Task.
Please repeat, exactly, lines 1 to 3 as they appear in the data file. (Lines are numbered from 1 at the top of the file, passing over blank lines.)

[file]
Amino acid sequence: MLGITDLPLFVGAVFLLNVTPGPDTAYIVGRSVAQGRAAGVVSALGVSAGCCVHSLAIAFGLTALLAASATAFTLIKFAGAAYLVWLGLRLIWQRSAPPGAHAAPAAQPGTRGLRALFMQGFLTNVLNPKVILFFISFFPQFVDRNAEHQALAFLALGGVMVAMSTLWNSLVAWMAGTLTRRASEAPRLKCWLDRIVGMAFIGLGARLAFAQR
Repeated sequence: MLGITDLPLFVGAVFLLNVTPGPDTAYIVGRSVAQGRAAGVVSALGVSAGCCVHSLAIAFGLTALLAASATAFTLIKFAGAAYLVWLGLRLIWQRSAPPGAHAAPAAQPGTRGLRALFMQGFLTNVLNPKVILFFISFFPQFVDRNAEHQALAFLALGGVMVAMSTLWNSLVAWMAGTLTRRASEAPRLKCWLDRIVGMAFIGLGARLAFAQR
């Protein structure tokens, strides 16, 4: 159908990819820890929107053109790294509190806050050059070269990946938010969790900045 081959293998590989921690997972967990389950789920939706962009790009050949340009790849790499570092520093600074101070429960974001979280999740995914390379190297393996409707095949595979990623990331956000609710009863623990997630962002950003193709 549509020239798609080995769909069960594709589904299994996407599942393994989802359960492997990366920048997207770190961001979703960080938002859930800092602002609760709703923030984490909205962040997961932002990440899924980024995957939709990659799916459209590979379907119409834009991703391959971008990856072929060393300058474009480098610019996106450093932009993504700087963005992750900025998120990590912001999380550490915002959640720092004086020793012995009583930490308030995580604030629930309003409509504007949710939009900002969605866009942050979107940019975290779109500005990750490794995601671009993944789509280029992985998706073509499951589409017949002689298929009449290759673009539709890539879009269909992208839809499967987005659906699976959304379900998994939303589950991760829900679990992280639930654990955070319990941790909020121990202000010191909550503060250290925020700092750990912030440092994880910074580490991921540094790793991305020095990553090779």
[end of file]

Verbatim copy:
Amino acid sequence: MLGITDLPLFVGAVFLLNVTPGPDTAYIVGRSVAQGRAAGVVSALGVSAGCCVHSLAIAFGLTALLAASATAFTLIKFAGAAYLVWLGLRLIWQRSAPPGAHAAPAAQPGTRGLRALFMQGFLTNVLNPKVILFFISFFPQFVDRNAEHQALAFLALGGVMVAMSTLWNSLVAWMAGTLTRRASEAPRLKCWLDRIVGMAFIGLGARLAFAQR
Repeated sequence: MLGITDLPLFVGAVFLLNVTPGPDTAYIVGRSVAQGRAAGVVSALGVSAGCCVHSLAIAFGLTALLAASATAFTLIKFAGAAYLVWLGLRLIWQRSAPPGAHAAPAAQPGTRGLRALFMQGFLTNVLNPKVILFFISFFPQFVDRNAEHQALAFLALGGVMVAMSTLWNSLVAWMAGTLTRRASEAPRLKCWLDRIVGMAFIGLGARLAFAQR
């Protein structure tokens, strides 16, 4: 159908990819820890929107053109790294509190806050050059070269990946938010969790900045 081959293998590989921690997972967990389950789920939706962009790009050949340009790849790499570092520093600074101070429960974001979280999740995914390379190297393996409707095949595979990623990331956000609710009863623990997630962002950003193709 549509020239798609080995769909069960594709589904299994996407599942393994989802359960492997990366920048997207770190961001979703960080938002859930800092602002609760709703923030984490909205962040997961932002990440899924980024995957939709990659799916459209590979379907119409834009991703391959971008990856072929060393300058474009480098610019996106450093932009993504700087963005992750900025998120990590912001999380550490915002959640720092004086020793012995009583930490308030995580604030629930309003409509504007949710939009900002969605866009942050979107940019975290779109500005990750490794995601671009993944789509280029992985998706073509499951589409017949002689298929009449290759673009539709890539879009269909992208839809499967987005659906699976959304379900998994939303589950991760829900679990992280639930654990955070319990941790909020121990202000010191909550503060250290925020700092750990912030440092994880910074580490991921540094790793991305020095990553090779």